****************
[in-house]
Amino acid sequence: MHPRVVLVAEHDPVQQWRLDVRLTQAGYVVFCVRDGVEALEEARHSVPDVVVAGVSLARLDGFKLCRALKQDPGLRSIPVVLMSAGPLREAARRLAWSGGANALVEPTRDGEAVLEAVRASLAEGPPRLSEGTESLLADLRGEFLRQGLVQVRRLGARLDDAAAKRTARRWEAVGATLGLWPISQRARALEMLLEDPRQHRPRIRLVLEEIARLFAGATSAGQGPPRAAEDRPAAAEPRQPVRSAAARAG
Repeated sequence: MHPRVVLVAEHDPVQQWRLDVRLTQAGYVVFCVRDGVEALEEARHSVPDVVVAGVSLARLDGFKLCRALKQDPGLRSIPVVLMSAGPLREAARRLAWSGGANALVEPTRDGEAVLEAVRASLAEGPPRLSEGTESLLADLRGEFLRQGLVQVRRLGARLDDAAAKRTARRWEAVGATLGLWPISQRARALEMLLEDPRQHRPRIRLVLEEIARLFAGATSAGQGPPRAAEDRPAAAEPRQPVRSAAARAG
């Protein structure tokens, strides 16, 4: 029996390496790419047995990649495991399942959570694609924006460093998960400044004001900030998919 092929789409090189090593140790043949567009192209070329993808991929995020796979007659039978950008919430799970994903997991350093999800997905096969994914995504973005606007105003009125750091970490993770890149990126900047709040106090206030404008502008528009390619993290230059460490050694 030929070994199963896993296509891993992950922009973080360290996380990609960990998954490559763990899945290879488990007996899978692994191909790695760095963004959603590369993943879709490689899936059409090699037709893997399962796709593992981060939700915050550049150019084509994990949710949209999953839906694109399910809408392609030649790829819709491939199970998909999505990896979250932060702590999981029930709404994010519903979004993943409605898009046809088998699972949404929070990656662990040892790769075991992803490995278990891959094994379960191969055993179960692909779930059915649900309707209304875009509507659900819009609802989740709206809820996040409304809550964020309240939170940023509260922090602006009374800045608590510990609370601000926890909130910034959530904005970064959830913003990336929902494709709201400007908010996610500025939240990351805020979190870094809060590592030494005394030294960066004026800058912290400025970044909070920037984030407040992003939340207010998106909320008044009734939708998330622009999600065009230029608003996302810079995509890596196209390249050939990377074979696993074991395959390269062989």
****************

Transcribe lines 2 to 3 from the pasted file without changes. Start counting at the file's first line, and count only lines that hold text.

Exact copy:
Amino acid sequence: MHPRVVLVAEHDPVQQWRLDVRLTQAGYVVFCVRDGVEALEEARHSVPDVVVAGVSLARLDGFKLCRALKQDPGLRSIPVVLMSAGPLREAARRLAWSGGANALVEPTRDGEAVLEAVRASLAEGPPRLSEGTESLLADLRGEFLRQGLVQVRRLGARLDDAAAKRTARRWEAVGATLGLWPISQRARALEMLLEDPRQHRPRIRLVLEEIARLFAGATSAGQGPPRAAEDRPAAAEPRQPVRSAAARAG
Repeated sequence: MHPRVVLVAEHDPVQQWRLDVRLTQAGYVVFCVRDGVEALEEARHSVPDVVVAGVSLARLDGFKLCRALKQDPGLRSIPVVLMSAGPLREAARRLAWSGGANALVEPTRDGEAVLEAVRASLAEGPPRLSEGTESLLADLRGEFLRQGLVQVRRLGARLDDAAAKRTARRWEAVGATLGLWPISQRARALEMLLEDPRQHRPRIRLVLEEIARLFAGATSAGQGPPRAAEDRPAAAEPRQPVRSAAARAG